In the traditional workforce in the English-speaking Caribbean, men were known to outstrip women as the dominant group. This would have given credence to the school of thought that Caribbean women are more likely than men to be unemployed.
Based on the current trend where there is seemingly an upsurge in the number of women entering the workforce, this presents a challenge to the claim. Using Barbados as a reference point, statistical evidence derived from the Continuous Household Labour Force Survey 2015, shows that of the 128,200 persons employed in the workforce, 63,900 are males as opposed to 64,300 females.
The report reflected that the total number of unemployed persons stood at 16,400. This was comprised of 9,000 males and 7,400 females. The information presented would tend to suggest that there is no basis for a case to be made that there is the practice of discrimination against the employment of women in Barbados.
It might, however, be incorrect to arrive at this conclusion without first completing research to identify the types of jobs and employment sectors in which most women are engaged. It can be argued that there is room for a connection to be made between the types and quality of jobs in which women are primarily recruited.
Looking at trends in the employment of women from a global perspective, the status is outlined in a United Nations publication, The World’s Women 2015: Trends and Statistics. It reports: “Only 50 per cent of women of working age are in the labour force, compared to 77 per cent of men. The gender gap in labour force participation remains especially large in Northern Africa, Western Asia and Southern Asia.”
The point was also advanced: “Older women aged 25 to 54 increased their labour force participation in most regions, while that of men in the same age group stagnated or declined slightly across regions. The proportion of women aged 55 to 64 in the labour force has risen in most regions, reflecting changes in the statutory retirement age and pension reforms.”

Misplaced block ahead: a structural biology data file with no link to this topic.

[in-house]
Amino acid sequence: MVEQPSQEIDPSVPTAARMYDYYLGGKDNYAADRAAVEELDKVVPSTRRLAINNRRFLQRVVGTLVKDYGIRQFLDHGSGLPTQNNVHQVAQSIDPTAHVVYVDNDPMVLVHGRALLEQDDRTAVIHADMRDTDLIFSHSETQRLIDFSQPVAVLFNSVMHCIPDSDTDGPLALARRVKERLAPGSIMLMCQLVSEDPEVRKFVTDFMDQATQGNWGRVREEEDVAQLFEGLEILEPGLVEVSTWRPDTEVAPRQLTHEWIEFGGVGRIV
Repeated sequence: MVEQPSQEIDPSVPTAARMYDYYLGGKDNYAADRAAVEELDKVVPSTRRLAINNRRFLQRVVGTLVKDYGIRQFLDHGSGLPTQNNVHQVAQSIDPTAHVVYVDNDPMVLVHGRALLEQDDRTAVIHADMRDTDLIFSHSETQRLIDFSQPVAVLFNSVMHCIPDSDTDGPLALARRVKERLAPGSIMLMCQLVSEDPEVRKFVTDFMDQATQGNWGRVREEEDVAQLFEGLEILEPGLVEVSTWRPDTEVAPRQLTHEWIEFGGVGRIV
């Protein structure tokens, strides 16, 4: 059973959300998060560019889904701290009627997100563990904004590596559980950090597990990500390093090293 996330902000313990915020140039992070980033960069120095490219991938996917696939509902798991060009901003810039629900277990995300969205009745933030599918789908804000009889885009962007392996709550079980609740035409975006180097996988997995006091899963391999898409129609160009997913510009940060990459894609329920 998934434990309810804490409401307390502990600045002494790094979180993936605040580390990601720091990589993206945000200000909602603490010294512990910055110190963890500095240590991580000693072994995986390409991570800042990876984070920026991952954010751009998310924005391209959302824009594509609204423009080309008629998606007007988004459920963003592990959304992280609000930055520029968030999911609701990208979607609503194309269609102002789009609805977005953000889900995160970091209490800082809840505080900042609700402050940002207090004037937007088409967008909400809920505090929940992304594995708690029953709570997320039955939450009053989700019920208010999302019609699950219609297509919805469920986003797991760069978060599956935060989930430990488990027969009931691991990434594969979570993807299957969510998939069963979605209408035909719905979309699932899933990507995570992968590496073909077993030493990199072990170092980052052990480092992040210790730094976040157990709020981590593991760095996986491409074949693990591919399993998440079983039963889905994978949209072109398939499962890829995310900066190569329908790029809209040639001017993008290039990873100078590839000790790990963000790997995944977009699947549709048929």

The overall impact of the growing levels of women employed in the global workforce, is summarized in the said United Nations report which advanced the point: “When more women work, economies grow.” Based on global trends, it would appear that more women are being absorbed into the work force, but there remains tangible evidence that there are yet pockets where marginalization and discrimination are practiced.
Men may tend to feel challenged as women make inroads into the traditional areas of employment that were once thought to be the preserve of men. Their entry into male-dominated professions, vocations and in industry has created a stir. This development has had the impact of removing many of the inequalities that were known to exist.
The large scale entry of women into the workforce has also brought some consequential benefits to men. For example, the granting of maternity leave for women has helped to lay the platform for the lobby and negotiation of paternity leave for men.
It is a fact that women are now a permanent part of the waged workforce and the union movement. They hold key positions in the leadership and management of workplaces and organizations. Many females are now occupying positions as chief executive officers, human resources managers and accountants.
Within the Commonwealth and the Western world, equality of opportunities in education and training, has helped women to rise above being oppressed and exploited. Their entry into the workforce in a dynamic way has triggered more attention to gender equality issues and sexual harassment, among others.
The ever increasing number of women in the workforce has led to a shift from employment in the manufacturing sector to the service sector. This may be one of the fall-outs that the large scale entry of women has had on one of the key productive sectors.
Nonetheless, the economic independence and empowerment of women may be seen as a more positive development.
(Dennis De Peiza is a labour management consultant with Regional Management Services Inc.Visit our website: www.regionalmanagement services.com. Send comments to: firstname.lastname@example.org)